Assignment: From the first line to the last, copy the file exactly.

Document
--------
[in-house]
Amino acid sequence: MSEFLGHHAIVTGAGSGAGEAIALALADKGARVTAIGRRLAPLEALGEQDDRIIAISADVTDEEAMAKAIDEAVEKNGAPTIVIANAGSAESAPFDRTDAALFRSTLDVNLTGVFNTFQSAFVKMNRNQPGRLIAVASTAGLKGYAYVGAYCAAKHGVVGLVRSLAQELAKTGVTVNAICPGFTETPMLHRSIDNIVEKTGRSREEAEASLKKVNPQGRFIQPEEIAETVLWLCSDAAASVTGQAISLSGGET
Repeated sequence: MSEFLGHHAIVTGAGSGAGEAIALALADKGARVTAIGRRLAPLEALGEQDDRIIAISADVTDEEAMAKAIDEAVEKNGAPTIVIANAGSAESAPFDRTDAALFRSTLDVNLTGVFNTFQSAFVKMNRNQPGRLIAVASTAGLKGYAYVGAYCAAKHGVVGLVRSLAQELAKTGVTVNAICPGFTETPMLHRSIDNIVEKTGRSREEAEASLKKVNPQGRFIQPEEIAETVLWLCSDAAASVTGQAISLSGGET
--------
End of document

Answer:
[in-house]
Amino acid sequence: MSEFLGHHAIVTGAGSGAGEAIALALADKGARVTAIGRRLAPLEALGEQDDRIIAISADVTDEEAMAKAIDEAVEKNGAPTIVIANAGSAESAPFDRTDAALFRSTLDVNLTGVFNTFQSAFVKMNRNQPGRLIAVASTAGLKGYAYVGAYCAAKHGVVGLVRSLAQELAKTGVTVNAICPGFTETPMLHRSIDNIVEKTGRSREEAEASLKKVNPQGRFIQPEEIAETVLWLCSDAAASVTGQAISLSGGET
Repeated sequence: MSEFLGHHAIVTGAGSGAGEAIALALADKGARVTAIGRRLAPLEALGEQDDRIIAISADVTDEEAMAKAIDEAVEKNGAPTIVIANAGSAESAPFDRTDAALFRSTLDVNLTGVFNTFQSAFVKMNRNQPGRLIAVASTAGLKGYAYVGAYCAAKHGVVGLVRSLAQELAKTGVTVNAICPGFTETPMLHRSIDNIVEKTGRSREEAEASLKKVNPQGRFIQPEEIAETVLWLCSDAAASVTGQAISLSGGET